PAUL WILLIAMS — his web site says he “supports prayer in school and prayer before and after athletic events.”
U.S. House Of Representatives, 22nd Congressional District
TOM DELAY — one of religious right's staunchest allies in Congress. This summer, Eagle Forum founder Phyllis Schlafly called DeLay "absolutely our best friend in Congress."
U.S. House Of Representatives, 31st Congressional District
JOHN CARTER — one of two Texas congressional candidates endorsed by Eagle Forum PAC. His web site says: “ John Carter firmly believes in and strongly supports the faith-based values of Central Texas. John believes that life starts prior to birth and will defend the rights of unborn children; he's 100% Pro-Life. John, his wife of over 34 years, and his family are all devout Christians. … John is a strong supporter of voluntary prayer in school and will work hard to promote our family values.”
RICK PERRY - participated in organized prayer at public school event last fall, saying he disagrees with U.S. Supreme Court decisions banning such prayer and wants to return legalized organized prayer to public schools. Hosted private briefing of pastors in Governor’s Mansion for Vision America (locally-based religious right group whose leader has said separating church from state is impossible). At a conference hosted by Vision America, he said, "If Christian conservatives make their voices heard at the ballot box, people who share our values will be elected to defend them."
DAVID DEWHURST - gave $84,500 from May 1994 through November 1999 to Free Enterprise PAC (FreePAC) and was the only statewide officeholder to sign a fundraising letter for FreePAC in 1998. (FreePAC is religious right group that sent flyers accusing some incumbent Republican legislators of supporting a “radical homosexual agenda” before the March primary.) Has received more than $200,000 in contributions from Dr. James Leininger, wealthy backer of vouchers and religious right candidates. Sent fundraising letter signed by the Texas Home School Coalition, Free Market Foundation, Texas Eagle Forum, and FreePAC.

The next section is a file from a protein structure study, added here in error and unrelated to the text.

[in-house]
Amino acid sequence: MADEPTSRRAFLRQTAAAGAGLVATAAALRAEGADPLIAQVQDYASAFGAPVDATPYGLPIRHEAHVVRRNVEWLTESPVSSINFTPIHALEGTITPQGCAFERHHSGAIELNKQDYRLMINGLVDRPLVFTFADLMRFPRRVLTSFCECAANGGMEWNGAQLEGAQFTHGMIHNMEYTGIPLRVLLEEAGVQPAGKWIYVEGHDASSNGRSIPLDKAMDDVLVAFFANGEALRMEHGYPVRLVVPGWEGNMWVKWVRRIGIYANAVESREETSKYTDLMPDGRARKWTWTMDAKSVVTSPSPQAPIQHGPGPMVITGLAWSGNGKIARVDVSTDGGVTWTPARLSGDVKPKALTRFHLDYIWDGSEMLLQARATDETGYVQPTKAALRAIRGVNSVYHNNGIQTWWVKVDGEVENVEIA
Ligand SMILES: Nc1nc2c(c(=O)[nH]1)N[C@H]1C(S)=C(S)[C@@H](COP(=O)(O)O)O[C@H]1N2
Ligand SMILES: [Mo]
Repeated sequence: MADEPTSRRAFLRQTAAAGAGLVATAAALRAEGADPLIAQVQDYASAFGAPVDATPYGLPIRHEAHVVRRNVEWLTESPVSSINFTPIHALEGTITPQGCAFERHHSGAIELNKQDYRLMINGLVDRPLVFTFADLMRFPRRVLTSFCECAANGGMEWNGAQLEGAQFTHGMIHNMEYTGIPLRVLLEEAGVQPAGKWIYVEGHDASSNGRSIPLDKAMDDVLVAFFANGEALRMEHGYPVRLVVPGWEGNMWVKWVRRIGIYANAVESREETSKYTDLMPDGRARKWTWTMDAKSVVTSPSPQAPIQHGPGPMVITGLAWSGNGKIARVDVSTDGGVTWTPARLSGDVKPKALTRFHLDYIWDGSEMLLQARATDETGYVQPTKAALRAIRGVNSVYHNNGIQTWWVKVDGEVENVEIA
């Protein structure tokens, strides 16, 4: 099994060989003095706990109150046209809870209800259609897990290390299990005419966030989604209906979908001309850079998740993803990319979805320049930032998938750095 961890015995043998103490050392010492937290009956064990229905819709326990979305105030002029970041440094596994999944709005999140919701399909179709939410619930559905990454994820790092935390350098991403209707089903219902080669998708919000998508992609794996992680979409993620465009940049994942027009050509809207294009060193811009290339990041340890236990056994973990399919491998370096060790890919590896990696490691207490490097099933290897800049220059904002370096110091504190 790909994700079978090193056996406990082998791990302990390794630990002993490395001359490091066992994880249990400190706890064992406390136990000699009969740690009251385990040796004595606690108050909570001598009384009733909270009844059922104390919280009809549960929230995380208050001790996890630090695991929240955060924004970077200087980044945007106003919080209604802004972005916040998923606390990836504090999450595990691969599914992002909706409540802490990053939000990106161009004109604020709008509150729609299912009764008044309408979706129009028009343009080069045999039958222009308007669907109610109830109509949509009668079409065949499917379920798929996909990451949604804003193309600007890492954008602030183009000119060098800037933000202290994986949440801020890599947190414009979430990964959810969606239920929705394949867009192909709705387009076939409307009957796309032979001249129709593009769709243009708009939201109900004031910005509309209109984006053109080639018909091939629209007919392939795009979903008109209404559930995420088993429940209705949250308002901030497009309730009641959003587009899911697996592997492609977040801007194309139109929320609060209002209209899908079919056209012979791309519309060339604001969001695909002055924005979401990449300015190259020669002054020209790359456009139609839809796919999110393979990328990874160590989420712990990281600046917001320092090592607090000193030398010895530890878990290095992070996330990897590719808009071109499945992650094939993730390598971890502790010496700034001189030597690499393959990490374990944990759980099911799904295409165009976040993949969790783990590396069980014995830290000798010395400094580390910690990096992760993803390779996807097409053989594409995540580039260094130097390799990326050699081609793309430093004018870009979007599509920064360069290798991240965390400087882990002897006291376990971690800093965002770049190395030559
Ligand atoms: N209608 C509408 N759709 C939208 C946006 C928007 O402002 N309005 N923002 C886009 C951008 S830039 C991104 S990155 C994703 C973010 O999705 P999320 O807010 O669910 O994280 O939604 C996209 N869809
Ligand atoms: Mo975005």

GREG ABBOTT - keynote speaker at Tarrant County Christian Coalition’s Faith and Freedom Rally September 2002. James Leininger was his biggest contributor from July through December 2001. Was honored by Vision America in 2001 as the State Hero of Faith for “his commitment to uniting law with morality.” In 1995, his campaign committee sent a fundraising letter signed by Dick Weinhold, chairman of Texas Christian Coalition, and Leininger.
MICHAEL L. WILLIAMS — has served on advisory board of Christian Coalition and board of Texas Public Policy Foundation, a group founded by religious right backer James Leininger.
Texas Supreme Court, Place 2
DALE WAINWRIGHT — member of Eagle Forum, Vision America, Texans for Life. Supports displaying Ten Commandments in courtroom.
State Board Of Education, District 7
DAVID BRADLEY — incumbent religious right member of State Board of Education.
State Senate, District 4
TOMMY WILLIAMS - member of Eagle Forum and Focus on the Family.
State Senate, District 15
MICHAEL P. WOLFE - member of Christian Coalition, Concerned Women for America, and Eagle Forum.
State Houst, District 138
DWAYNE BOHAC - member of Focus on the Family and Concerned Women for America.
14th Court Of Appeals, Place 6
KEM THOMPSON FROST - dissented from the majority opinion rejecting a challenge to Texas’ no-fault divorce law brought by a man who felt that the determination of when a Christian marriage is officially over can only be defined in a religious context, not by the Texas legislature or court of law. In his opinion, he concluded that the law violates the Religious Clause of the Texas Constitution by interfering with the "rights of conscience in matters of religion."
County Civil Court At Law #1
R. ("CACTUS") JACK CAGLE — at candidates’ forum during 1996 judicial campaign, he cited his defense of anti-abortion protesters after 1992 GOP convention. Wrote memorandum called "The Art of Properly Mixing Religion and Politics." Advertised law firm as "Attorneys and Counselors under Grace and Law working closely with the churches and Christian community of Houston." Affiliated with Rutherford Institute and the American Center for Law and Justice (Christian Coalition's legal arm).